Hunters have been lying.
Or, at the very least, we haven’t been telling the full truth. I’m a hunter. I would know.
We’ve been giving all sorts of reasons as to why we hunt. We have documented the $2.9 billion that sportsmen contribute every year for conservation. We explain the population control that results in less wildlife disease, starvation, and animal-automobile collisions. We tout the health benefits of consuming wild game. We even convey the relaxation that simply being in the field can provide. These are all great reasons and are all true.
However, not one single hunter has these motives cross their mind in the moments before we squeeze the trigger.
Killing is a tough thing to discuss in today’s society. Not many people encounter it in their daily lives. It’s easy to ignore in our world of privacy fences, airbags, and packaged meat. We begin to believe that death only occurs as a result of old age or accidents, and that it should be buried six feet under in an ornate box.
We forget that death is constantly happening all around us. From the bugs in your porch light to the bears in Alaska, every species is either killing or doing everything in their power to avoid being killed. It wasn’t long ago that humans were actively involved in this process. In many parts of the world we still are.
Do you think that this kill-to-survive instinct—something so integral to our very survival—would simply leave the human brain with the invention of color television? That infomercials of cuddly pandas would reverse thousands of years of survival programming?
Perhaps that’s the case for some of you. Maybe your programming steers toward the gatherer end of the hunter-gatherer spectrum. It’s possible that you’re comfortable sitting at home all fall, watching Netflix and eating salad. There are cold November mornings that make me wish I could be like you. But I can’t.
When I feel that first autumn breeze and the leaves begin to fall, something inside of me changes. My heart and my mind collectively pull me to the woods. Sometimes it’s not even that I want to hunt—I feel that I have to. It’s where I belong.
I’ve talked to many others who feel the same way. It may be the deep timber, duck marsh, or mountain peaks that beckon—but it’s the same familiar calling.
Simply spending time outdoors is not enough. A walk in the woods will not suffice. There is something about hunting that unlocks a part of our minds that is otherwise untouched. The pursuit of a game animal requires a solitary focus unmatched in our daily lives. All other concerns melt away in comparison.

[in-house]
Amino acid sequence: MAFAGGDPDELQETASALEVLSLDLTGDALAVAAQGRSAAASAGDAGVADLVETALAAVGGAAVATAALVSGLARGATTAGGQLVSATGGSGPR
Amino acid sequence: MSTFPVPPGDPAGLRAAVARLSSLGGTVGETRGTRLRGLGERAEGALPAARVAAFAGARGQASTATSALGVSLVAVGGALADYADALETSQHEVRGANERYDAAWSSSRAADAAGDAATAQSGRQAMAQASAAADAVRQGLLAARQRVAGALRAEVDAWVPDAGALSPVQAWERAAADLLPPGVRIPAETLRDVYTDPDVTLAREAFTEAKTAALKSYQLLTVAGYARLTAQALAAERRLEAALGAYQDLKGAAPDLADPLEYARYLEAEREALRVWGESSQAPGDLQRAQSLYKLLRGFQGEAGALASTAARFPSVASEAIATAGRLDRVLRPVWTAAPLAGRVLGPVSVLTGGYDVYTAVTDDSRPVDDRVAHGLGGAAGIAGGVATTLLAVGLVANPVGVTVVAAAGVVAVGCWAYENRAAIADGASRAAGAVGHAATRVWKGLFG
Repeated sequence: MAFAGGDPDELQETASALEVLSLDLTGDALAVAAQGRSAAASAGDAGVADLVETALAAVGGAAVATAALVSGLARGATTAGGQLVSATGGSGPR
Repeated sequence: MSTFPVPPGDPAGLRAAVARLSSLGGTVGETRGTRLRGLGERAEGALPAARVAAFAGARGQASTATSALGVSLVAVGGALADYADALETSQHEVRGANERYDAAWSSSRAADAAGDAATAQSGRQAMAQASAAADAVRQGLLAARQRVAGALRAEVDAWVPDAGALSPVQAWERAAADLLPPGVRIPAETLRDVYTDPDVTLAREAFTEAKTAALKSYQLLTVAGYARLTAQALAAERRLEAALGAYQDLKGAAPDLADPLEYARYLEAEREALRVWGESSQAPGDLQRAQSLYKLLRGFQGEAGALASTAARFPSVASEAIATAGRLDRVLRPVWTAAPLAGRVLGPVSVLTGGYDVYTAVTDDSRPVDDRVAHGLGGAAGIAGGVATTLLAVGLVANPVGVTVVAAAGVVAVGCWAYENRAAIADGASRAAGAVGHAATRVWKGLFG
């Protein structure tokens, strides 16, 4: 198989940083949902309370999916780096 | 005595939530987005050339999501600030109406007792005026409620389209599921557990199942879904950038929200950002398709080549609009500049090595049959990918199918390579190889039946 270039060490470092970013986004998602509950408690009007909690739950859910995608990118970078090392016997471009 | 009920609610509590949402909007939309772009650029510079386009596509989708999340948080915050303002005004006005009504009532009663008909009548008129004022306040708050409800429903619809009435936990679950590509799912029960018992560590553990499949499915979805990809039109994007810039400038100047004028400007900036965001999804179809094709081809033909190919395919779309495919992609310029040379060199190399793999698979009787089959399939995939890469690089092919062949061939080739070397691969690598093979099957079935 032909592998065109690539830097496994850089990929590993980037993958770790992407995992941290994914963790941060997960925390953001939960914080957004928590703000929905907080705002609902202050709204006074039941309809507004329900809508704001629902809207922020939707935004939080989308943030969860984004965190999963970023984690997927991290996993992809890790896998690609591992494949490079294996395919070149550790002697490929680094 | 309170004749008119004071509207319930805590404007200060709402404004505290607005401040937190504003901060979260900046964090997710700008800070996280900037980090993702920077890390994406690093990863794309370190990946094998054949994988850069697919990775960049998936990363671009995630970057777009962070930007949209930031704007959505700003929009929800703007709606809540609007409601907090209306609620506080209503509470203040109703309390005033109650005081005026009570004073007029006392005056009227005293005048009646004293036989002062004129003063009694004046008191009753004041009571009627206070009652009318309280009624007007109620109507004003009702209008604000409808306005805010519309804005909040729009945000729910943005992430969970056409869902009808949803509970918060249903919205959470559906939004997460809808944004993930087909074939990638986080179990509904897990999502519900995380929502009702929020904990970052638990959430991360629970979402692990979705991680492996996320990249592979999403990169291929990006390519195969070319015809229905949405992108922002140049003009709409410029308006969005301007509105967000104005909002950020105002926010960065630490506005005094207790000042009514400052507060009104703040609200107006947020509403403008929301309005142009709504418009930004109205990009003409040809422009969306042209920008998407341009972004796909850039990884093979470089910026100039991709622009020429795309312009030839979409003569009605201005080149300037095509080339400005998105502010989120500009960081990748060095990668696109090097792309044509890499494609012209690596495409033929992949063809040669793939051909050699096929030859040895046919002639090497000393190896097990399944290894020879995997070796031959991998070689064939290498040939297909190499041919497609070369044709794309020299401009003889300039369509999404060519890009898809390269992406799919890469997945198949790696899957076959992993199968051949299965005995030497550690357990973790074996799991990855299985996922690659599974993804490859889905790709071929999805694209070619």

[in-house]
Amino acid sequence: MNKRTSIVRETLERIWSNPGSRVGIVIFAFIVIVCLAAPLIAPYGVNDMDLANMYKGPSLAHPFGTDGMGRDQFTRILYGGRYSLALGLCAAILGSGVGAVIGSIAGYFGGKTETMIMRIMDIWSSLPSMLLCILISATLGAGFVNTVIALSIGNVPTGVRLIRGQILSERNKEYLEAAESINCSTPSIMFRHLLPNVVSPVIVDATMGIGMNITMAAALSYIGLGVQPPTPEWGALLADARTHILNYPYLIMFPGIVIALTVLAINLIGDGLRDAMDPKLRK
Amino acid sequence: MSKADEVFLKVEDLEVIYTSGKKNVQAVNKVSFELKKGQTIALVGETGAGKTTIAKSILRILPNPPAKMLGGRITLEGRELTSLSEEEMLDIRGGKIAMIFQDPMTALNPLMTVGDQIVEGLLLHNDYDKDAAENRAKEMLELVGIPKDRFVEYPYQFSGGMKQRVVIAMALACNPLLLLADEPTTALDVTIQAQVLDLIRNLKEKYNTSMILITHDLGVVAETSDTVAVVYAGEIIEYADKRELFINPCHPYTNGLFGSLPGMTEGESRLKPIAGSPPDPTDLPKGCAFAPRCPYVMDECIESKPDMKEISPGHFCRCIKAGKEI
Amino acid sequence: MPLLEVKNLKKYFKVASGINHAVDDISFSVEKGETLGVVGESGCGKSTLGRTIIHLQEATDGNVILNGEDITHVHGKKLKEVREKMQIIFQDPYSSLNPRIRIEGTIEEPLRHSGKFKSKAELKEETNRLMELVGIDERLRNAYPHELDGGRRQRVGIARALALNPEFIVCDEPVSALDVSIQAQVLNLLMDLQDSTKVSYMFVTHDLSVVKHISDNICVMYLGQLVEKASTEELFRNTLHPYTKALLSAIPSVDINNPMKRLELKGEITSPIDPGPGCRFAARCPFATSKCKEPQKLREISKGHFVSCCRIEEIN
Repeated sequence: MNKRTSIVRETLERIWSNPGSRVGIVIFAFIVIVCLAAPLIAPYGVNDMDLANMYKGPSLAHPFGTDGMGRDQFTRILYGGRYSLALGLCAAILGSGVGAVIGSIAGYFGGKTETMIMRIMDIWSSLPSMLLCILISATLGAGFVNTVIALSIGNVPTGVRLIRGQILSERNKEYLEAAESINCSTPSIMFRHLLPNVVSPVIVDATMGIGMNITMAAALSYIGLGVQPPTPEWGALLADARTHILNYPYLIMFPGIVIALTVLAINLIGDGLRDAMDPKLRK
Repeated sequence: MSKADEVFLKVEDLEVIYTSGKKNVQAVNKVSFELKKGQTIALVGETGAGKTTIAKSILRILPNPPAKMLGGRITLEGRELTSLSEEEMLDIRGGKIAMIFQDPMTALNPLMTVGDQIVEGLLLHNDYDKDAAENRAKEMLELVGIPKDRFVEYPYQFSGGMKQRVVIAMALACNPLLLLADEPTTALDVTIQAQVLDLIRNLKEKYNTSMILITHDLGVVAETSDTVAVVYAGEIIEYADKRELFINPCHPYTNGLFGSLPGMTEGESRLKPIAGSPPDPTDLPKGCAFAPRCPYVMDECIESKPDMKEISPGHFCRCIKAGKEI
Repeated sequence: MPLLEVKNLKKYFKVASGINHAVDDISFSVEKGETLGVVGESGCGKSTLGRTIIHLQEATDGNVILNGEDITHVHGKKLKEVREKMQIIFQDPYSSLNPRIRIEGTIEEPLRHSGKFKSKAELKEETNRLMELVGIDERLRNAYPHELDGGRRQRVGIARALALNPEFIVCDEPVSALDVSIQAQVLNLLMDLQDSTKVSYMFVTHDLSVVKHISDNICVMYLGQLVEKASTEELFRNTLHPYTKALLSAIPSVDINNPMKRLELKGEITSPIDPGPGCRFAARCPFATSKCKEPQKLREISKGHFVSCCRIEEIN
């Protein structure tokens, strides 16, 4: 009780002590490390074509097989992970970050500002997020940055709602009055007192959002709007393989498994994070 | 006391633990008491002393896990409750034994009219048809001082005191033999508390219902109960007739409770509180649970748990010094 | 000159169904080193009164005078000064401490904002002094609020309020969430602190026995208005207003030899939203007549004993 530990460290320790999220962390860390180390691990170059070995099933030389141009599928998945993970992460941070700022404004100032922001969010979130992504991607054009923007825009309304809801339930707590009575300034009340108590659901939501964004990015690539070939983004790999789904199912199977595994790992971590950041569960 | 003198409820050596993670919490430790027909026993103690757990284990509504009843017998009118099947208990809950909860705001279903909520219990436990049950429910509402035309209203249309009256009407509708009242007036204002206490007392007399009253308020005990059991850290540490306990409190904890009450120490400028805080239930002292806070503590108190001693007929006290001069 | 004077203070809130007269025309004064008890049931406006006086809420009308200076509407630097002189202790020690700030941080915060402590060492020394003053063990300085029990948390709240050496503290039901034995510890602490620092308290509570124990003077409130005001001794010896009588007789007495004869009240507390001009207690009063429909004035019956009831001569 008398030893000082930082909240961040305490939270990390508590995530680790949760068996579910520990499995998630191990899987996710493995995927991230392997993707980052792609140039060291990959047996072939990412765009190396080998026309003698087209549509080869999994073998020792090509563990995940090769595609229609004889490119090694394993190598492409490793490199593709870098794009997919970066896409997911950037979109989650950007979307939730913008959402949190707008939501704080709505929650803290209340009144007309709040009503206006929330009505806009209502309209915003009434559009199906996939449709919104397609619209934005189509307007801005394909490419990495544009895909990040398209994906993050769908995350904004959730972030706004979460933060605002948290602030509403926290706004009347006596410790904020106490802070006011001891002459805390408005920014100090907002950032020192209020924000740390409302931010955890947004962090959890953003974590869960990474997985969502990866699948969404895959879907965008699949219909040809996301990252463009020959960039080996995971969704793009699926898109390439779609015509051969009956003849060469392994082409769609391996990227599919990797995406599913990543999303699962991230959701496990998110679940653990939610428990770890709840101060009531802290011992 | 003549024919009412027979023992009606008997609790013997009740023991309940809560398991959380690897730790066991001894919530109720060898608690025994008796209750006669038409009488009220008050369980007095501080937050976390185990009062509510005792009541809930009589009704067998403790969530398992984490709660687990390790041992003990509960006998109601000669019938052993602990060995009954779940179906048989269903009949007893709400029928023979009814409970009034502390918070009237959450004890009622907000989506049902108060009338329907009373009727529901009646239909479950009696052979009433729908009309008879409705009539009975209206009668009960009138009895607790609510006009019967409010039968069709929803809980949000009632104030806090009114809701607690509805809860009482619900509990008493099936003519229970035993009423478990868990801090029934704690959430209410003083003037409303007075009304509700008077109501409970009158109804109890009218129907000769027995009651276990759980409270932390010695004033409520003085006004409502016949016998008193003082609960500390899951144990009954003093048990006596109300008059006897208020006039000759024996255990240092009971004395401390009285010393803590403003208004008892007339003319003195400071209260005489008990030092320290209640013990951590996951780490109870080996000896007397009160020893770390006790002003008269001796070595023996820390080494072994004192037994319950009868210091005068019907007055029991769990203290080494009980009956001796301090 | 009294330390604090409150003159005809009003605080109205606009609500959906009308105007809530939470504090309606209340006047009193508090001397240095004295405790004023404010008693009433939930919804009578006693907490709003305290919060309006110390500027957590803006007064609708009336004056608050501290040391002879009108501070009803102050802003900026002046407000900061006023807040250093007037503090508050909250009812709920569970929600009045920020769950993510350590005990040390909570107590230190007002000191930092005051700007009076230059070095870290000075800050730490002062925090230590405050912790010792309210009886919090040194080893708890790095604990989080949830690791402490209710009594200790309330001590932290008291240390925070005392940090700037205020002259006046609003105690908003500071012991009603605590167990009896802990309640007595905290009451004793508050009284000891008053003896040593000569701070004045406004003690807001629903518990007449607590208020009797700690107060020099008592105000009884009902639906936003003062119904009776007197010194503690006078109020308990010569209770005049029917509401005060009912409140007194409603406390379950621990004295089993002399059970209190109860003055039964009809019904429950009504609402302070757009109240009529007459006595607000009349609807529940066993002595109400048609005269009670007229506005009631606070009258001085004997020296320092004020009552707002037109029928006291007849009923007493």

The focus of a hunter is never at a more heightened state than when a mature animal presents a clean, ethical shot. When months or even years of preparation come together into one final moment the surge of adrenaline is indescribable.
This all-consuming passion, however, is not to be confused with aggressive rage. It is a focused reverence for the natural world in which we find ourselves immersed. This same respect calls us to plant food plots and enhance habitat. It drives us to clear shooting lanes and spend hours at the range. It allows us to hold off on risky shots and pass on young bucks. To imply that hunters lack compassion for the animals they pursue is not only incorrect—it is downright insulting.
Killing is not an action to be taken lightly. We understand, possibly more than anyone, the weight and responsibility of taking a life. After the trigger is pulled we experience a flood of emotion. There is an elation that accompanies the achievement of a hard-fought goal. There is a sense of reverence at holding such a wild creature in our own two hands. There is also a feeling of remorse that death occurred and the realization that each life is fleeting—including our own.
When it comes down to it we hunt for many reasons. We hunt to feed our families. We hunt for the benefit of the wildlife that we pursue. We hunt to spend time in the great outdoors with the people we love. But most of all we hunt because we were meant to. We hunt because we must. We hunt because it’s a desire that lives deep within our souls. And, if you take a careful look, you just might find that it lives within yours too.